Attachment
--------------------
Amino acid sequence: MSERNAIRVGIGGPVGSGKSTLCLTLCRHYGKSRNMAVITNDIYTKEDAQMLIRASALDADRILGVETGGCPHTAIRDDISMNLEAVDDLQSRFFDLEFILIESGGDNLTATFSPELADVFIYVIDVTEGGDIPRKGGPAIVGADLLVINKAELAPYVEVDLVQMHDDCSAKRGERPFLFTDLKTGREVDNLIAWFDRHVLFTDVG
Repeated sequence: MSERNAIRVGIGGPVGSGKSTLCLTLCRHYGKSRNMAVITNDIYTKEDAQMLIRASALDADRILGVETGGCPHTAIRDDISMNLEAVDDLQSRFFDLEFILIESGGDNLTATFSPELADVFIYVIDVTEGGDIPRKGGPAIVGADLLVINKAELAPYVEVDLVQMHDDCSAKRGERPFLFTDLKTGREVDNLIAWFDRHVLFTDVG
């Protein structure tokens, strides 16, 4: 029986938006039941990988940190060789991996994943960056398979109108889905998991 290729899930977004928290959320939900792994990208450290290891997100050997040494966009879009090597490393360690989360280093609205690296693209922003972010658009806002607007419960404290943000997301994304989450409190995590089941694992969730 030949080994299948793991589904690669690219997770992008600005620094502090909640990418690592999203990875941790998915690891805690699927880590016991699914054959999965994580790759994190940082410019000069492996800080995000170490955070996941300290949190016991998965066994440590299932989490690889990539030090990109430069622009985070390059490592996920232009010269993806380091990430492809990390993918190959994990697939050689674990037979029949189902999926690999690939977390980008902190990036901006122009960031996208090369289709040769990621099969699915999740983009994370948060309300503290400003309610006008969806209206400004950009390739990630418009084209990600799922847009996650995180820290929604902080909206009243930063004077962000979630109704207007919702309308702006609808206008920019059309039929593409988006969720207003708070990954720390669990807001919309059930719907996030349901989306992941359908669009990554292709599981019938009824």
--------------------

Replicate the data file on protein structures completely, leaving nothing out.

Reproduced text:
Amino acid sequence: MSERNAIRVGIGGPVGSGKSTLCLTLCRHYGKSRNMAVITNDIYTKEDAQMLIRASALDADRILGVETGGCPHTAIRDDISMNLEAVDDLQSRFFDLEFILIESGGDNLTATFSPELADVFIYVIDVTEGGDIPRKGGPAIVGADLLVINKAELAPYVEVDLVQMHDDCSAKRGERPFLFTDLKTGREVDNLIAWFDRHVLFTDVG
Repeated sequence: MSERNAIRVGIGGPVGSGKSTLCLTLCRHYGKSRNMAVITNDIYTKEDAQMLIRASALDADRILGVETGGCPHTAIRDDISMNLEAVDDLQSRFFDLEFILIESGGDNLTATFSPELADVFIYVIDVTEGGDIPRKGGPAIVGADLLVINKAELAPYVEVDLVQMHDDCSAKRGERPFLFTDLKTGREVDNLIAWFDRHVLFTDVG
């Protein structure tokens, strides 16, 4: 029986938006039941990988940190060789991996994943960056398979109108889905998991 290729899930977004928290959320939900792994990208450290290891997100050997040494966009879009090597490393360690989360280093609205690296693209922003972010658009806002607007419960404290943000997301994304989450409190995590089941694992969730 030949080994299948793991589904690669690219997770992008600005620094502090909640990418690592999203990875941790998915690891805690699927880590016991699914054959999965994580790759994190940082410019000069492996800080995000170490955070996941300290949190016991998965066994440590299932989490690889990539030090990109430069622009985070390059490592996920232009010269993806380091990430492809990390993918190959994990697939050689674990037979029949189902999926690999690939977390980008902190990036901006122009960031996208090369289709040769990621099969699915999740983009994370948060309300503290400003309610006008969806209206400004950009390739990630418009084209990600799922847009996650995180820290929604902080909206009243930063004077962000979630109704207007919702309308702006609808206008920019059309039929593409988006969720207003708070990954720390669990807001919309059930719907996030349901989306992941359908669009990554292709599981019938009824």